The game of life is hard to play

I'm gonna lose it anyway

The losing card I'll someday lay

So this is all I have to say

Suicide is painless

It brings on many changes

And I can take or leave it if I please

-- Suicide is Painless, Theme from M*A*S*H

Johnny Mandell and Michael B. Altman

Most of us, perhaps, have forgotten or maybe never knew that the theme for M*A*S*H -- both the movie and the TV series that ran for 11 years -- was Suicide is Painless. Fewer still realize that there were words to the music.

The lyrics are wrong, though. Suicide is never painless. For the people who take their life -- and it overwhelmingly is white males who do so -- the pain of whatever drove them to the ultimate decision is done. But for the loving families, friends and coworkers who are left to wonder "why," the pain goes on and on. No one is unaffected by the tragedy of suicide.

September is Suicide Prevention Month and it is worth having a conversation, a dialog about what to do before it becomes too late.

Probably many, if not most, of us have been touched by suicide, and invariably we say if only we knew or if only we had seen any indication our loved one was so desperate. The signs probably were there, but often they are subtle, easy to miss.

The statistics are staggering, but they are abstract until a loved one or someone you know takes his or her own life. Then they become personal.

In the United States, suicide is the 10th leading cause of death. According to the Centers for Disease Control, more than 47,000 people take their life in America each year, approximately 123 a day and an average of a suicide every 12 minutes.

In Texas, suicide is the 11th leading cause of death for all ages. Breaking that down, it is the second leading cause of death for Texans 15 to 35, the fourth leading cause for those 35 to 44, the fifth leading cause for those 45 to 54, and ninth leading cause for Texans 55 to 64. One might think -- wrongly -- that suicide in the elderly would be greater due to increasing infirmities, painful diseases and loss of loved ones. But for people 65 and older, suicide is only the 17th leading cause of death.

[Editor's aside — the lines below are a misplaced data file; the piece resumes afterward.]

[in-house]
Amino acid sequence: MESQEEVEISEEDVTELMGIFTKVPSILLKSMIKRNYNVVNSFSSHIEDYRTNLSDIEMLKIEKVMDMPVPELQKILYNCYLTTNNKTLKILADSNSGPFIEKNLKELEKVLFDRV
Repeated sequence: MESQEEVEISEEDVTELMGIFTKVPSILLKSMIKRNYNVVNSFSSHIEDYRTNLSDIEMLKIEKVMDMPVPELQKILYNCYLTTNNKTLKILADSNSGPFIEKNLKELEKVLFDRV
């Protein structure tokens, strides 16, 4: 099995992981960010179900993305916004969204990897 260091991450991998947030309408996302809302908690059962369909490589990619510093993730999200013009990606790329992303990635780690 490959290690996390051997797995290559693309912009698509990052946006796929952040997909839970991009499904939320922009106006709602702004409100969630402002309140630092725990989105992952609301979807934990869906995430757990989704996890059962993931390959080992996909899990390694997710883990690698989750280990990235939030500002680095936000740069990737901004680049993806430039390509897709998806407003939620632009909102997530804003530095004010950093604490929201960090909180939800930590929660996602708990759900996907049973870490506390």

More than twice as many Texans died by suicide than in alcohol-related vehicle accidents in 2017.

While any suicide is tragic, the fact that so many young people are taking their life is especially troubling. What would drive a young person with do much life ahead to commit suicide? Almost 85,000 years of potential life before the age of 65 are lost to suicides.

Texas suicides cost the state more than $3.5 billion annually in lost work, medical expenses and other costs.

Among veterans, the rate of suicide is more than double that of the civilian population. Our veterans have sacrificed so much for this country and far too many come home to a life of hopelessness and despair.

Suicide is an epidemic we all must fight. We should reach out to each other and be aware of changes in mood, sleeping habits or eating habits of those you love. Listen to what they say and be aware of what they don't say. Any deviation from their normal behavior could be a sign of trouble. Let those you know they are not alone, that help is available. Be encouraging and supportive. And listen, listen, listen.

If you despair and are contemplating taking your life, please taken some time to reach out to others, in person, on the computer or by phone. Let family, friends and trained counselors know what is going on in your life.

The National Suicide Prevention Lifeline is available 24 hours a day at 1-800-273-8255.

Let's not wait until all we can do is mourn.

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